The beginning of the modern, free, open access libraries really got its start in the U.K. in 1847. Parliament appointed a committee, led by William Ewart, on Public Libraries to consider the necessity of establishing libraries through the nation: In 1849 their report noted the poor condition of library service, it recommended the establishment of free public libraries all over the country, and it led to the Public Libraries Act in 1850, which allowed all cities with populations exceeding 10,000 to levy taxes for the support of public libraries. It was after this that libraries began to spread throughout the nation. Another important act was the 1870 Public School Law, which increased literacy, thereby the demand for libraries, so by 1877, more than 75 cities had established free libraries, and by 1900 the number had reached 300. This finally marks the start of the public library as we know it. Also at this time, Florence Boot, married to Jesse Boot (son of John Boot 1815-1860, who was founder of Boots, the chemists) inspired by her interest in literature and the arts, founded a subscription library, the Boots Booklovers' Library.

She also had the idea of opening elegant cafés in the larger stores. These had an impact on sales, attracted the more affluent middle classes to shop at Boots and encouraged loyalty. By 1935, the Booklovers' Library was flourishing, with branches in 450 stores supporting over half a million subscribers. Just 30 years later in 1965, it was announced that the Booklovers' Libraries were to close - the last branch shut in 1966.
Public libraries exist in most places in the world and are often considered an essential part of having an educated and literate population. Public libraries are distinct from research libraries, school libraries, or other special libraries and are there to serve the public's information needs, as well as offering materials for general entertainment and leisure purposes. Public libraries typically are lending libraries, allowing users to take books and other materials off the premises temporarily; they also have non-circulating reference collections. Public libraries primarily focus on popular materials such as popular fiction and movies, as well as educational and non-fiction materials of interest to the general public; computer and internet access are also often offered.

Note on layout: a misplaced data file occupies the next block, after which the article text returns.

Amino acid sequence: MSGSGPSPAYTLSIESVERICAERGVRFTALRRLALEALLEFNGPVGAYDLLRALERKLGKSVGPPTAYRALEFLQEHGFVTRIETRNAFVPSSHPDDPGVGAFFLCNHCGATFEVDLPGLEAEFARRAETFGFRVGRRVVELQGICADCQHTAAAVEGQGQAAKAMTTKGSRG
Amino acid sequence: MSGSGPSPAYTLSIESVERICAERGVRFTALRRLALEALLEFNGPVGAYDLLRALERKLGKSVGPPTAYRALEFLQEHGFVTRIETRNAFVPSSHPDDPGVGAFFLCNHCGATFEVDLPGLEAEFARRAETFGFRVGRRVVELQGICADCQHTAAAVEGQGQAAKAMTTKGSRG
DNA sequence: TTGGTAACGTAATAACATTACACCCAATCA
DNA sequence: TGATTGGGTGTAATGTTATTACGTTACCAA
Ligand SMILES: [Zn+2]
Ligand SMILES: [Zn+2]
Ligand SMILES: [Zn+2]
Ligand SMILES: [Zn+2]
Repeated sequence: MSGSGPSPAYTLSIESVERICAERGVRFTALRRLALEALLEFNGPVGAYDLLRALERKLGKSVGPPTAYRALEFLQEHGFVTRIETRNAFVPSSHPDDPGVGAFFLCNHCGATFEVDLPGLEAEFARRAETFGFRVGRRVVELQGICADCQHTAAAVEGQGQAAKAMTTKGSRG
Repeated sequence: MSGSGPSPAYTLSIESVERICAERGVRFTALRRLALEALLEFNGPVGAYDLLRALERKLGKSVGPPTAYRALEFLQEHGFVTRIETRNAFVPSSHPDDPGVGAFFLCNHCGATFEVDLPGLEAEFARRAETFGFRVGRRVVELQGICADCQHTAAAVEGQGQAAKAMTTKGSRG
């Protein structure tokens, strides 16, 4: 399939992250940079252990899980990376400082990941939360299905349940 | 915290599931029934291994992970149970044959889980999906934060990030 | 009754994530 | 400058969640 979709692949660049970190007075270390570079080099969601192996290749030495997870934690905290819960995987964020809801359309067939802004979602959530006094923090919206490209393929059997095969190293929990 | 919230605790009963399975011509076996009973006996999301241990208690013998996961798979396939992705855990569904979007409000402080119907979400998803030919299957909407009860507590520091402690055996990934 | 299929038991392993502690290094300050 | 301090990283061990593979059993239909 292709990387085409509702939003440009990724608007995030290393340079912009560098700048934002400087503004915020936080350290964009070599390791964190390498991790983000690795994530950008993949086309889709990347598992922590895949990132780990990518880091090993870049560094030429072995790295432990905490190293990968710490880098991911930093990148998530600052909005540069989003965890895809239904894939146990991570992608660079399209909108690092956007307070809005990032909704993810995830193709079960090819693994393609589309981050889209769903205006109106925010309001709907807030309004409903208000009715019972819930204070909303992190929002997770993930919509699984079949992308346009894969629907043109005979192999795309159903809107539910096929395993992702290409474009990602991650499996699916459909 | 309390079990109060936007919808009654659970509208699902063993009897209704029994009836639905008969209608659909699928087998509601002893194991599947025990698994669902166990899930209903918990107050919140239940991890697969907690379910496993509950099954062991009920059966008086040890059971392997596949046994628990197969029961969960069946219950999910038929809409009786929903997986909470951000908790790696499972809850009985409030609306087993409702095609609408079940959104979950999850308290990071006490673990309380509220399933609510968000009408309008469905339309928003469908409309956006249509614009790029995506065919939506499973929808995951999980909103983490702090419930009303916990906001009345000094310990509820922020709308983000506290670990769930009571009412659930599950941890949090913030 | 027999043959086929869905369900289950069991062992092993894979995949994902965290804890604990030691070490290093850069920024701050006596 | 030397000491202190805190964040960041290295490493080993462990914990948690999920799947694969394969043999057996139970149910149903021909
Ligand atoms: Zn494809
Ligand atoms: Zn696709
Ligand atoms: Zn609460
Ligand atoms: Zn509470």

When deciding what changes to make to public libraries, local authorities are legally obliged to abide by the Public Libraries and Museums Act 1964. The legacy of the Act can be followed through subsequent legislation that built on and expanded the powers granted in 1850 and the 4,540 public libraries that exist in the United Kingdom in 2010 can trace their origins back to this Act. This law means that public libraries are a statutory service; councils have a legal duty to provide them. Councils must ensure that the service they provide is “comprehensive and efficient”. They also have a duty to promote the service and to encourage people to use it. The Law also makes it clear that councils cannot charge people for library facilities that make up part of their statutory provision.
What is now, generally speaking, the Public Library service grew through commercial, religious and secular libraries. For example, Cowings Library in Chipping Barnet, a commercial library that was accessible to the public, was established in 1805 and charged a rental fee for books. Later in the 19th century religious organisations and institutes also endeavoured to provide libraries:
“I may mention that the Parochial Lending Library, which has lately been disused, has been replenished with some new books and is open to any who like to avail themselves of it, at the charge of 1d per month.”            (Reverend Robert Morris, Vicar of St James’s Church, Friern Barnet, 1850)
Philanthropic provision of books was a common Victorian activity. From the mid 19th century there was a rise in secular libraries. In Seymour Terrace, North Finchley, a voluntary library was opened in 1896 called The Finchley Public Library. The stock of books started with around 1,200 volumes, which expanded by March 1897 to over 5,500 volumes.